Jason Roy dropped as England look to deny Australia series win

Jason Roy has been dropped by England after averaging 18.70 in his five Tests. Picture: Oli Scarff/AFP/Getty
Jason Roy has been dropped by England after averaging 18.70 in his five Tests. Picture: Oli Scarff/AFP/Getty
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Jason Roy has been dropped for the final Ashes Test, with England captain Joe Root suggesting others might be playing for their places at The Oval.

Ben Stokes’ shoulder injury has forced a reshuffle in the side, with fellow all-rounder Sam Curran recalled at Roy’s expense and Chris Woakes coming in for Craig Overton.

England can still salvage a series draw and will be eager to stop Australia turning their unassailable 2-1 lead into a first series win on these shores since 2001.

Standing Roy down at his home ground was not how England envisaged their experiment with the World Cup-winning batsman ending but an average of 18.70 in his five Tests, with a top score of 31 against Australia, left him vulnerable. Roy faces an uncertain future in the red ball game as a result but whether he earns a second chance –either at opener or in the No 4 position he filled at Old Trafford – could depend on who succeeds head coach Trevor Bayliss, whose four-year reign ends after the series.

“Jason is the unfortunate one to miss out,” said Root, pictured, after explaining Stokes would effectively play as a specialist number four batsman.

“He is very aware of where he is at and what he needs to do to get himself in the best place to perform in Test cricket. He’s had an opportunity to come in and play Test cricket, get a feel for it, and it has not gone quite how he would have liked.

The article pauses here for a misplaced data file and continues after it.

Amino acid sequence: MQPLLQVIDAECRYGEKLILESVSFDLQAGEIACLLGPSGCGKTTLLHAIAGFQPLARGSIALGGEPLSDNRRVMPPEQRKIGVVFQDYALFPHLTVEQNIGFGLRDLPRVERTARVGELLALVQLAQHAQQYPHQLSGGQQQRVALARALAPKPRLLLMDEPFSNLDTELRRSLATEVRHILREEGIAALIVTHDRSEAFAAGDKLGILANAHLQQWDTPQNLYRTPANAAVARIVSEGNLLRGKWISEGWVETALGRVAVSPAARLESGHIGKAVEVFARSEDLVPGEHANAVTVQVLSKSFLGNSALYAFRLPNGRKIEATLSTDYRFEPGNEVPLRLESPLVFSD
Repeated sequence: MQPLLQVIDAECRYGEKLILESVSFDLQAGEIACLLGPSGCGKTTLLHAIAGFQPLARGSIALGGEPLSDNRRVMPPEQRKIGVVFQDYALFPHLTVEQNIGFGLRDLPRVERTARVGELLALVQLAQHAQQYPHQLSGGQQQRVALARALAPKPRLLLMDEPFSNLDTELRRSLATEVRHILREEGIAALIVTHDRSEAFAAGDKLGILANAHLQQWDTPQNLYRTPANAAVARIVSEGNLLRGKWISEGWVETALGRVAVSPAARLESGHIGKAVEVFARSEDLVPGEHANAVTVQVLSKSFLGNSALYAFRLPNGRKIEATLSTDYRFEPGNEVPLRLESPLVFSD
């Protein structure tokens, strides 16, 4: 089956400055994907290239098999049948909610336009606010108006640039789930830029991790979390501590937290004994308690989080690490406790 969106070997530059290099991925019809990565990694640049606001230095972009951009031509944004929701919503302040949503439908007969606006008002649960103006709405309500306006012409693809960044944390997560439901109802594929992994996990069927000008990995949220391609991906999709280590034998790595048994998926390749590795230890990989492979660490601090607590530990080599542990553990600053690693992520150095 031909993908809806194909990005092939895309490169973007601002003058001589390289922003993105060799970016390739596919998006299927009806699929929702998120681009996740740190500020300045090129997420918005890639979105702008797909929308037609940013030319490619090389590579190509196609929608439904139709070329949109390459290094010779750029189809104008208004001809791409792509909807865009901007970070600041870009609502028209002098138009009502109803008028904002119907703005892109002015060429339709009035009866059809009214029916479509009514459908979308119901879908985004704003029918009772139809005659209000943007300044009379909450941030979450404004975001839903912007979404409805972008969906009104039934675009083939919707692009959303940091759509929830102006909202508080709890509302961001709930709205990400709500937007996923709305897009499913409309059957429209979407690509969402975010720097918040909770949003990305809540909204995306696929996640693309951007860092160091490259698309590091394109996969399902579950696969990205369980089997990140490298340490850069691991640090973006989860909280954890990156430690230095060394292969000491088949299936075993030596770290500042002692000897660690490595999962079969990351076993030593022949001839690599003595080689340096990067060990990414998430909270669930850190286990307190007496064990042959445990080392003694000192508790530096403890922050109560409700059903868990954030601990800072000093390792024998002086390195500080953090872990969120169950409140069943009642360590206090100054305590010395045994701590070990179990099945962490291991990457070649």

“But I’m sure he will go away and work extremely hard and come again. That is what you expect of guys when they get left out and I’m sure he will have that attitude and want to try to prove a point and get himself back into the side.”

Roy is far from alone in under-performing with the bat and serious questions have been asked of Joe Denly, Jonny Bairstow and Jos Buttler over the past few weeks. All three average fewer than 26 in the past four Tests, the kind of return that does not win Ashes series and which puts them firmly under the microscope.

Root’s captaincy has been queried, though there does not appear to be any appetite for change from within the England camp, and he made it clear his plans for the future do not have room for those who cannot raise their game.

“I think in terms of personnel things might change, as they have done for a while. We have to focus on the core group of players that can lead this team forward,” he said.

“In terms of my own captaincy I know the direction I want to take this team moving forward and it is about starting that now and not after this series. It is important we win this game and have a really strong winter and move forward as a group. You are playing for your country: that’s the fundamentals of it. We have got some very passionate guys who are very proud to represent England and however you motivate yourself, whether it’s getting yourself on a winter tour or trying to get yourself a hundred or five-for, it’s really important to harness that and take it forward. But, ultimately, being part of a national team is a carrot in itself.”

Australia have recalled all-rounder Mitch Marsh as they look to win the Ashes in style with a “grand final” at The Oval. The tourists already know they will be lifting the urn at the end of the series but are fully focused on turning their 2-1 lead into a 3-1 victory.

Marsh will get the chance to help them finish the job, with his ability to bolster the seam attack earning him a first appearance of the series in place of batsman Travis Head.

“We’re very hungry for this, we’ve already spoken about the fact that we came here to win the Ashes not just retain them,” said captain Tim Paine.

“Last week’s result was brilliant and we played very well but all our guys are fully aware this Test is bigger than that one. This is our grand final.”

Paine offered some sympathy to Root, who is under scrutiny after unsuccessful campaigns against Australia at home and away. He said: “We know Joe is a fantastic cricketer, averaging close to 50, so I don’t understand why he’s under so much scrutiny. We know how competitive he is and we know he’ll be looking to bounce back this week.”